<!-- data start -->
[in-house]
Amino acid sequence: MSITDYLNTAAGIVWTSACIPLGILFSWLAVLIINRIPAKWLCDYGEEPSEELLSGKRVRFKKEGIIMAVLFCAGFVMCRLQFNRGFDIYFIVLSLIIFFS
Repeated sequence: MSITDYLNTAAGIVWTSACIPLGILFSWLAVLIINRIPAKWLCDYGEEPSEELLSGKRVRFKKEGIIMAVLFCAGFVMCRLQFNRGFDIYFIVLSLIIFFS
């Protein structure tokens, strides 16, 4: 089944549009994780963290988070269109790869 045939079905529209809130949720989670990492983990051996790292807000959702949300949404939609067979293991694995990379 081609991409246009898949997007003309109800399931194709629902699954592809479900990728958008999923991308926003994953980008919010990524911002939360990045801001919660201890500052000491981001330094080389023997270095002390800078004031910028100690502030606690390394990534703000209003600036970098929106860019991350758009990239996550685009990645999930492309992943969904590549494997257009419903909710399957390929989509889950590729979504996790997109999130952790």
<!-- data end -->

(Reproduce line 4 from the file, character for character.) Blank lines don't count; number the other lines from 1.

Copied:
């Protein structure tokens, strides 16, 4: 089944549009994780963290988070269109790869 045939079905529209809130949720989670990492983990051996790292807000959702949300949404939609067979293991694995990379 081609991409246009898949997007003309109800399931194709629902699954592809479900990728958008999923991308926003994953980008919010990524911002939360990045801001919660201890500052000491981001330094080389023997270095002390800078004031910028100690502030606690390394990534703000209003600036970098929106860019991350758009990239996550685009990645999930492309992943969904590549494997257009419903909710399957390929989509889950590729979504996790997109999130952790």